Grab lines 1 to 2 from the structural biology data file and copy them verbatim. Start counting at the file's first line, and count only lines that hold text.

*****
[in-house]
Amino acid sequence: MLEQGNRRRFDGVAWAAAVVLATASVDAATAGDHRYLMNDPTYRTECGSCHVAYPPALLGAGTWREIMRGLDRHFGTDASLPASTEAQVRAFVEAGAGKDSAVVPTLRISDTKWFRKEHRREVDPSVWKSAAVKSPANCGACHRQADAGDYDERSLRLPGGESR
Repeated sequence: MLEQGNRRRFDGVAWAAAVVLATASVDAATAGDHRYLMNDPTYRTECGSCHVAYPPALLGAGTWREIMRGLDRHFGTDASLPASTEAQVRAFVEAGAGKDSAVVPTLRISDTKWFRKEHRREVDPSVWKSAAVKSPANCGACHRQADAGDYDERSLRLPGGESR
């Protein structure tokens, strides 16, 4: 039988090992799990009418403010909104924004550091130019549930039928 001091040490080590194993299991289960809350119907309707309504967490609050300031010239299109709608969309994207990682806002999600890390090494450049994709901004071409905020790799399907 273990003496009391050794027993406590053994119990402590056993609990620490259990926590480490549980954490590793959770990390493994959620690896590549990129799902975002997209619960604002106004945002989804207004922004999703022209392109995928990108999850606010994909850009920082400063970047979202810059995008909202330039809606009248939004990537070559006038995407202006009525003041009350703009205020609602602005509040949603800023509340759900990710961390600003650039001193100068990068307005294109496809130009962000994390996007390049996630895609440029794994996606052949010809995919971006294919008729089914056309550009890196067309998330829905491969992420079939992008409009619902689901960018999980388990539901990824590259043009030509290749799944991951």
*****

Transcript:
[in-house]
Amino acid sequence: MLEQGNRRRFDGVAWAAAVVLATASVDAATAGDHRYLMNDPTYRTECGSCHVAYPPALLGAGTWREIMRGLDRHFGTDASLPASTEAQVRAFVEAGAGKDSAVVPTLRISDTKWFRKEHRREVDPSVWKSAAVKSPANCGACHRQADAGDYDERSLRLPGGESR